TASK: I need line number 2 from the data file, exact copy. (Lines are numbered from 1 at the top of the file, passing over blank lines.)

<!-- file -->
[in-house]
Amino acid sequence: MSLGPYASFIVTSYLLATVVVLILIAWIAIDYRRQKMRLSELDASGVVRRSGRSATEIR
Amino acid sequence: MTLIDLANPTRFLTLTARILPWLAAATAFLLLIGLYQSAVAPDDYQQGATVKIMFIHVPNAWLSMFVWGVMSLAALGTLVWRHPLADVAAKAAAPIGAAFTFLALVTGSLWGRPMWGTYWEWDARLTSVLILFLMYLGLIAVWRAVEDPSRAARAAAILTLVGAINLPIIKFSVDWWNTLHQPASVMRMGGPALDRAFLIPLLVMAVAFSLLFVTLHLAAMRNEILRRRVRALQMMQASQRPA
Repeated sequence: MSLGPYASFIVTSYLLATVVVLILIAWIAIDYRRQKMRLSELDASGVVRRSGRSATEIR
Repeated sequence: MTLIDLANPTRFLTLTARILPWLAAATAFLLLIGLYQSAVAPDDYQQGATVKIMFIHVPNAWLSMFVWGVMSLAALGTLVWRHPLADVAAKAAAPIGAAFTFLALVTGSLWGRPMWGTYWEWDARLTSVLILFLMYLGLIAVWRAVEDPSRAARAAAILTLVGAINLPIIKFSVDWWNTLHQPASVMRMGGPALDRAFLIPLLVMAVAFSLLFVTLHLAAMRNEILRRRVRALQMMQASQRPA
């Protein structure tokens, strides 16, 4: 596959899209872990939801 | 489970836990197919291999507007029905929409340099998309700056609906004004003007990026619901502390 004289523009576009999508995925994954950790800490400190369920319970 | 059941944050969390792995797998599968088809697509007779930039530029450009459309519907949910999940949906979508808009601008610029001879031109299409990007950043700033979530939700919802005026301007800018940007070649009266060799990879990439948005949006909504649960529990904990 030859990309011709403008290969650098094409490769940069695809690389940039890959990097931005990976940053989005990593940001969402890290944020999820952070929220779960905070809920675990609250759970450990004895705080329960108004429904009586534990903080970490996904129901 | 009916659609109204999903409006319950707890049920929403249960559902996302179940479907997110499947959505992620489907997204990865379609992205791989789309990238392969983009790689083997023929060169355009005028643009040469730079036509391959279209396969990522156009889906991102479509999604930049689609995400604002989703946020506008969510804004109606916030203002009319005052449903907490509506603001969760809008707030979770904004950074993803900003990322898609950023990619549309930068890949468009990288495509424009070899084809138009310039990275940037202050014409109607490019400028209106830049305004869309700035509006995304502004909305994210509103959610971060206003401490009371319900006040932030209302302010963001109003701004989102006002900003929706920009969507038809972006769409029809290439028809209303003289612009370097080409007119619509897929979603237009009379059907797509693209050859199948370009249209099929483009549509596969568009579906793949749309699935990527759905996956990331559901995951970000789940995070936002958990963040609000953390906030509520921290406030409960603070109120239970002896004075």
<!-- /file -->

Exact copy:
Amino acid sequence: MSLGPYASFIVTSYLLATVVVLILIAWIAIDYRRQKMRLSELDASGVVRRSGRSATEIR